Elements that exist as gases at 25 o C and 1 atmosphere H 2, N 2, O 2, F 2, Cl 2, He, Ne, Ar, Kr, Xe, Rn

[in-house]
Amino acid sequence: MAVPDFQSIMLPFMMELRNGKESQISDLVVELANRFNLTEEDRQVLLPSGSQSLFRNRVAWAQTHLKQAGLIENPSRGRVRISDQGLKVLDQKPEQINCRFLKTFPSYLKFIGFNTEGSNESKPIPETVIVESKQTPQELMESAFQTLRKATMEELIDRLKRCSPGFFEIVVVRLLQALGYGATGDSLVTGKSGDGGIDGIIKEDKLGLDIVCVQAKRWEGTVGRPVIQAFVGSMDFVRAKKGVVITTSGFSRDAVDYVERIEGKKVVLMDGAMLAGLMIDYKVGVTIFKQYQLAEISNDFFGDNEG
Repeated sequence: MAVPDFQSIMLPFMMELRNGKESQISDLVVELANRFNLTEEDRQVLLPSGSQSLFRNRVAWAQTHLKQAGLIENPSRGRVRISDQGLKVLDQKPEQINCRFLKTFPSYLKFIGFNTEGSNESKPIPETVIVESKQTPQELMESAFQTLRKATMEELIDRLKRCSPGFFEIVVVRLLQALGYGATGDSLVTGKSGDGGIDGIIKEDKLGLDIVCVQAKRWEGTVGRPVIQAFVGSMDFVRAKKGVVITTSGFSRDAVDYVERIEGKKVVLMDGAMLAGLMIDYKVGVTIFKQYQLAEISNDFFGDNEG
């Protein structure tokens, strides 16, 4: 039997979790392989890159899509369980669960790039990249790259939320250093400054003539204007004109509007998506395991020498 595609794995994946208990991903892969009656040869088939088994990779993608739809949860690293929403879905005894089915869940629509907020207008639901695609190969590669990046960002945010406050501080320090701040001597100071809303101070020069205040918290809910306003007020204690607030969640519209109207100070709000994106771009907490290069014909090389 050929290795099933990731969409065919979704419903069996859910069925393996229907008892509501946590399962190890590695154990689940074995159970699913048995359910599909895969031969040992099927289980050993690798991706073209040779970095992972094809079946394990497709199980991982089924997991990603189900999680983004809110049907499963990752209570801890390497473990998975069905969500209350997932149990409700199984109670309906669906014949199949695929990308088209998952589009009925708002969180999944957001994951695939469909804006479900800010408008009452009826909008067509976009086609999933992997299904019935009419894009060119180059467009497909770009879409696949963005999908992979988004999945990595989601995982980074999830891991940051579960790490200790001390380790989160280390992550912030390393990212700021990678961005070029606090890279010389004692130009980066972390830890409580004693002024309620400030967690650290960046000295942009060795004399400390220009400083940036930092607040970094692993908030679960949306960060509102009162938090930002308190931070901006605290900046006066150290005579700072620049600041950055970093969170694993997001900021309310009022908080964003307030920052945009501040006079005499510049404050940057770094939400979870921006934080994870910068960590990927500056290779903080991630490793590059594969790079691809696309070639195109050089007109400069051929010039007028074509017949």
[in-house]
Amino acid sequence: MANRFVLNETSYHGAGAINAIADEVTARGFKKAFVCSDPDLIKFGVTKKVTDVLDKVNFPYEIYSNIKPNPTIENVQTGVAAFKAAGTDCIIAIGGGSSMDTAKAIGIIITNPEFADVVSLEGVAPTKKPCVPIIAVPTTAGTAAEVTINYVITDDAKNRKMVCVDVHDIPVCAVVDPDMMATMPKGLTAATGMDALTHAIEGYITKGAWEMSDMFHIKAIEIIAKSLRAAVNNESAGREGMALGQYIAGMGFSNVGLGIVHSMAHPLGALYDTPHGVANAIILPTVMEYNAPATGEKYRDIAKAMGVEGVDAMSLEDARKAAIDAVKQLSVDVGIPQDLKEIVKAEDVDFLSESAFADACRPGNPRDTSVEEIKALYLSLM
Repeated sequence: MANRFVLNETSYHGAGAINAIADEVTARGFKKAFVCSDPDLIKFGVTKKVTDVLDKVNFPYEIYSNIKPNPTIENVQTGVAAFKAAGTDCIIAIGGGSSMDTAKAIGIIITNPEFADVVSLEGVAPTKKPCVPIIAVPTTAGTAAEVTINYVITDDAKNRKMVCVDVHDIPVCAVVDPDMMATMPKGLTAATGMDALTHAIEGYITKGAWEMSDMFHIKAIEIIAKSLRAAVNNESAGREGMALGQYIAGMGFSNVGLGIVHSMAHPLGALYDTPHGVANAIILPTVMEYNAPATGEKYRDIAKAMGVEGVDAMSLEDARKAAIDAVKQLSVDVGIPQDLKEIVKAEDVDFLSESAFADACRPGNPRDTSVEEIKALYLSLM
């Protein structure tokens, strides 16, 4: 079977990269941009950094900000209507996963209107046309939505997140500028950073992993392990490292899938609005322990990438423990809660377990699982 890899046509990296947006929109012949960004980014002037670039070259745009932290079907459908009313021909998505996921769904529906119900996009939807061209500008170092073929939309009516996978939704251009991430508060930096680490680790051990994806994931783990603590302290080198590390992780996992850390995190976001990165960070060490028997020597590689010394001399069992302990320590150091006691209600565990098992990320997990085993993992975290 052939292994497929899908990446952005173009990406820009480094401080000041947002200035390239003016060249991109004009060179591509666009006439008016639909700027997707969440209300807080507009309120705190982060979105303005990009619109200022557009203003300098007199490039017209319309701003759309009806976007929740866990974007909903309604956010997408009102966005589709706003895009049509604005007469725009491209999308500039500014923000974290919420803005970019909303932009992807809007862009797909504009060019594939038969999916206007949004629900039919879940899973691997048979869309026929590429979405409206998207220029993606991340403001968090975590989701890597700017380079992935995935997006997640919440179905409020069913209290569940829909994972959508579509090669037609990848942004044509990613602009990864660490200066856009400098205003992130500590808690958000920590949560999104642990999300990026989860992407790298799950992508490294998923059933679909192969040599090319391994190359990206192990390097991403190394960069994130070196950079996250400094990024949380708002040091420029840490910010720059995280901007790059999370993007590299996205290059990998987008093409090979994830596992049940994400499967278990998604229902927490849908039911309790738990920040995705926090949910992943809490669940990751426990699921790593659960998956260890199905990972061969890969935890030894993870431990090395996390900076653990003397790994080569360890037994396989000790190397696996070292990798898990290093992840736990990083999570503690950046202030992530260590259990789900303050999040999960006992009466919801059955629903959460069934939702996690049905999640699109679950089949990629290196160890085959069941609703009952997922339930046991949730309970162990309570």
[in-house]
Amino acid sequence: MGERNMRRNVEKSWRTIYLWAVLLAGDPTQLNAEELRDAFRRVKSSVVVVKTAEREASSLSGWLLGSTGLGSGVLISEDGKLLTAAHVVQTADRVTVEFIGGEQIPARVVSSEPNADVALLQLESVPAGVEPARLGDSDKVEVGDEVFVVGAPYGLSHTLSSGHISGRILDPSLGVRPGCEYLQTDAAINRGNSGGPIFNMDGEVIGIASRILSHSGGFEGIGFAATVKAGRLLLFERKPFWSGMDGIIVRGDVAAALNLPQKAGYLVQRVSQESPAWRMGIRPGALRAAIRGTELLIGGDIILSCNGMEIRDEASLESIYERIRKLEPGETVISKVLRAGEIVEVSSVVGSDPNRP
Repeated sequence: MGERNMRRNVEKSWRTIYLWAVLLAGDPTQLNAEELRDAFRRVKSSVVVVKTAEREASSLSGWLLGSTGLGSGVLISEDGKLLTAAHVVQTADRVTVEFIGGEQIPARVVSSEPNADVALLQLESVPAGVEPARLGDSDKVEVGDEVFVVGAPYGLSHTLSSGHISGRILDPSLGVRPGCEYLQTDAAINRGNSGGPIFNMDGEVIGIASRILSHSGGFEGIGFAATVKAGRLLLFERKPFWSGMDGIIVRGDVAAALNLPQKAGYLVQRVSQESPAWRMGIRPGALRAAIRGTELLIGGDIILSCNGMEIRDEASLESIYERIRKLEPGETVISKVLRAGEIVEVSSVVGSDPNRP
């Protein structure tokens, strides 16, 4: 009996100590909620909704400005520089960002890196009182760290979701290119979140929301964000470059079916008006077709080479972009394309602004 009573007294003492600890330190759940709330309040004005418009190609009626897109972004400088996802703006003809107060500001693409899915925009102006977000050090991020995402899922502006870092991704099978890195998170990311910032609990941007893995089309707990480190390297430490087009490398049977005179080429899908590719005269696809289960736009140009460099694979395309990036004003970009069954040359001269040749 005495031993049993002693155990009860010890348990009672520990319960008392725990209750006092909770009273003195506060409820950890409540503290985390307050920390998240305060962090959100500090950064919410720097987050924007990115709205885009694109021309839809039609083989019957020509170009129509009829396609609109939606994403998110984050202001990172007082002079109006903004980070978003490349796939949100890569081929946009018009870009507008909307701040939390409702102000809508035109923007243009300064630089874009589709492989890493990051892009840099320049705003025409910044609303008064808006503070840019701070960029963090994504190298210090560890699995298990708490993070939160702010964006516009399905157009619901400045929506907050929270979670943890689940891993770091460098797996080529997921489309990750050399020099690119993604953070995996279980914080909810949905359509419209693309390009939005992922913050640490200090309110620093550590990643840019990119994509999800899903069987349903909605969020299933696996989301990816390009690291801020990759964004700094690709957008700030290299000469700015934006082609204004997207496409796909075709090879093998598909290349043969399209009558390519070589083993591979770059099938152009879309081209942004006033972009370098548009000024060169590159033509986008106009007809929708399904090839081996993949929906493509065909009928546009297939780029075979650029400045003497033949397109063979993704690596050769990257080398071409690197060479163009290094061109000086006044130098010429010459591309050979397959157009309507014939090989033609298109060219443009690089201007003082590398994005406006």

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1 AP Chemistry Chapter 5 Sections Note Organizer Pressure, The Gas Laws of Boyle, Charles, and Avogadro, The Ideal Gas Law, Gas Stoichiometry, Dalton s Law of Partial Pressure, The Kinetic olecular Theory of Gases, Effusion and Diffusion, Real Gases Elements that exist as gases at 25 o C and atmosphere H 2, N 2, O 2, F 2, Cl 2, He, Ne, Ar, Kr, Xe, Rn Physical Characteristics of Gases Gases assume the volume and shape of their containers. Gases are the most compressible state of matter. Gases will mix evenly and completely when confined to the same container. Gases have much lower densities than liquids and solids. Pressure Pressure Force/Area Units of pressure pascal (Pa) N/m 2 atm 760 mm Hg 760 torr 0,325 Pa 4.7 psi in. Hg A barometer is used to measure atmospheric pressure. Atmospheric pressure varies with altitude. The Gas Laws of Boyle, Charles, Avogadro, Gay-Lussac and The Combined Gas Law Boyle s Law PV k This means Pressure and Volume are INVERSELY PROPORTIONAL if moles and temperature are constant (do not change). For example, P goes up as V goes down. P V P 2 V 2 Charles s Law If n and P are constant, then V α T V and T are directly proportional. V /T V 2 /T 2 If one temperature goes up, the volume goes up! Gay-Lussac s Law If n and V are constant, then P α T P and T are directly proportional. P /T P 2 /T 2 If one temperature goes up, the pressure goes up! Combined Gas Law The good news is that you don t have to remember all three gas laws! Since they are all related to each other, we can combine them into a single equation. BE SURE YOU KNOW THIS EQUATION! P V /T P 2 V 2 /T 2